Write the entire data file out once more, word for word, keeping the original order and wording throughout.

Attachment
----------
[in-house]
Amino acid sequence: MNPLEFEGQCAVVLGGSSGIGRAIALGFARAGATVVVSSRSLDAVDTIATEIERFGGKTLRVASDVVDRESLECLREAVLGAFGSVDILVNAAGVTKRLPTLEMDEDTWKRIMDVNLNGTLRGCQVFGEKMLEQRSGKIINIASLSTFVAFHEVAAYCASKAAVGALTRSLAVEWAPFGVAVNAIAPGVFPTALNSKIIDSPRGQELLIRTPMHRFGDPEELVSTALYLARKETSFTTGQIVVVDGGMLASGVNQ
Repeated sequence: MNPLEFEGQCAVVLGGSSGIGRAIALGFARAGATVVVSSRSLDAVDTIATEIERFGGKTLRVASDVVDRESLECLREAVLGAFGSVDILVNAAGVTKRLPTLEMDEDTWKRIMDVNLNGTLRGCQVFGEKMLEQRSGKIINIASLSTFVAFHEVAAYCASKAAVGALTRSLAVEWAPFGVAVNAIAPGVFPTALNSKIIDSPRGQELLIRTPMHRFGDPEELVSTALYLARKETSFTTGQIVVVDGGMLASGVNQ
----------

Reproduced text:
[in-house]
Amino acid sequence: MNPLEFEGQCAVVLGGSSGIGRAIALGFARAGATVVVSSRSLDAVDTIATEIERFGGKTLRVASDVVDRESLECLREAVLGAFGSVDILVNAAGVTKRLPTLEMDEDTWKRIMDVNLNGTLRGCQVFGEKMLEQRSGKIINIASLSTFVAFHEVAAYCASKAAVGALTRSLAVEWAPFGVAVNAIAPGVFPTALNSKIIDSPRGQELLIRTPMHRFGDPEELVSTALYLARKETSFTTGQIVVVDGGMLASGVNQ
Repeated sequence: MNPLEFEGQCAVVLGGSSGIGRAIALGFARAGATVVVSSRSLDAVDTIATEIERFGGKTLRVASDVVDRESLECLREAVLGAFGSVDILVNAAGVTKRLPTLEMDEDTWKRIMDVNLNGTLRGCQVFGEKMLEQRSGKIINIASLSTFVAFHEVAAYCASKAAVGALTRSLAVEWAPFGVAVNAIAPGVFPTALNSKIIDSPRGQELLIRTPMHRFGDPEELVSTALYLARKETSFTTGQIVVVDGGMLASGVNQ